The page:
“What I remember about your dad,” my cousin said at a recent family reunion, “is that he was a big kid. He was always in the thick of things, playing with us. He never sat still.”
My cousin’s lip trembled a bit, and tears came to his eyes.
My eyes also went damp, as they always do when my older cousins describe their Uncle Harlan’s antics. Though their memories bring me to tears, I crave their stories.
These cousins remember an uncle who could walk and run and read and write.
A few minutes later, my brother sat down beside me. “Everyone keeps asking when I’m planning to slow down and take it easy. They don’t get it, Jo. They just don’t understand that as long as I can walk, I’m going to walk.”
His words echoed something I had said earlier in the summer.
I was teaching a class about time management and organization at a writing conference. “Some of you don’t realize the gift you’ve been given. You get up in the morning and take your ability to walk and read and write for granted.
“But I don’t.
“I have older cousins who remember my father as the life of the party. He was the uncle who played games with them and played tricks on them. But I remember a father who couldn’t do any of those things. He was diagnosed with multiple sclerosis in 1959 when he was 29 and I was 2. I remember a father who was in a wheelchair first, then confined to bed in his home, and then in a nursing home.
So every morning I get up and picture my father who couldn’t walk or read or write for the last 38 years of his life.
“Then, I go on a walk because as long as I can walk, I’m going to walk.
“I continue to research because as long as I can read, I’m going to read.
“I work at my computer for hours every day because as long as I can write, I’m going to write.
“Being able to walk is a gift. Being able to read is a gift. Being able to write is a gift.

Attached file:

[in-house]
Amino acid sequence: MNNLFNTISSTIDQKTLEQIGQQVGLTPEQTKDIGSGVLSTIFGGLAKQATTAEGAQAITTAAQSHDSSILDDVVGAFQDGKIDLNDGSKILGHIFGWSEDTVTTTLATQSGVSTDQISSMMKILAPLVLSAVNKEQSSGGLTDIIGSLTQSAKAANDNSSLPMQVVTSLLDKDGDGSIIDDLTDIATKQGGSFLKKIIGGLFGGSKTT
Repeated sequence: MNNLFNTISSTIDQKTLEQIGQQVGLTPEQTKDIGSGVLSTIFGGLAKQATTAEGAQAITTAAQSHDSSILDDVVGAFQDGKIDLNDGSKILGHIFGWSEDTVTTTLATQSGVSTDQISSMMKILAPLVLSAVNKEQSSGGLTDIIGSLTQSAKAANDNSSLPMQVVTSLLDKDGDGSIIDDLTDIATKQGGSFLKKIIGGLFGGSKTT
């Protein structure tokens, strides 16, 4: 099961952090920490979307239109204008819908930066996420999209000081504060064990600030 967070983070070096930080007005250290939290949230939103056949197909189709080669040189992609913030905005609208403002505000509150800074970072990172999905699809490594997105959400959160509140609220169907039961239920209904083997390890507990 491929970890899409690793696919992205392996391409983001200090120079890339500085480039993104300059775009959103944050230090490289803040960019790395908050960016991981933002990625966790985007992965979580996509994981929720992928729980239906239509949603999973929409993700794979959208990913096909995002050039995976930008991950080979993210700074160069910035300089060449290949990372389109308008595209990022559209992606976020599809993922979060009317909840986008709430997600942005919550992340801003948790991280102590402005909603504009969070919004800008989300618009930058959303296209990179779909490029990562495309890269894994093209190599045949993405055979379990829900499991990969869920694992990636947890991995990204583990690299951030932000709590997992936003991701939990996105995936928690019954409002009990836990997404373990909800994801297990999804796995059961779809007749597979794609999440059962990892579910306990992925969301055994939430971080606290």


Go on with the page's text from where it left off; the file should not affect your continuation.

“I refuse to take these gifts for granted. I refuse to squander the days I’ve been given me. Because doing so dishonors my Father in heaven who gave me both ability and time to use it. And doing so dishonors my father who refused to grow bitter and ungrateful about losing so much.”
I blinked and came back to the present.
Cousins milled around, talking and eating and playing games. My brother sat beside me on the bench. “I know exactly how you feel,” I agreed. “As long as I can walk, I’m going to walk. It’s what Dad would have wanted.”
We got up and joined the fun, unable to sit still a minute longer.
If I could go back and change the course of my father’s life so he remained strong and healthy to the end of his days, I would. I imagine you might do the same for your child with special needs. But instead, God calls us to do what we can do as stewards of our health and our time.
As long as we can advocate for our children, we will advocate for them.
As deeply as we can love our children, we will love them.
As long God calls us to serve him, we wills serve him.
And as long as we can walk, we will walk with him.
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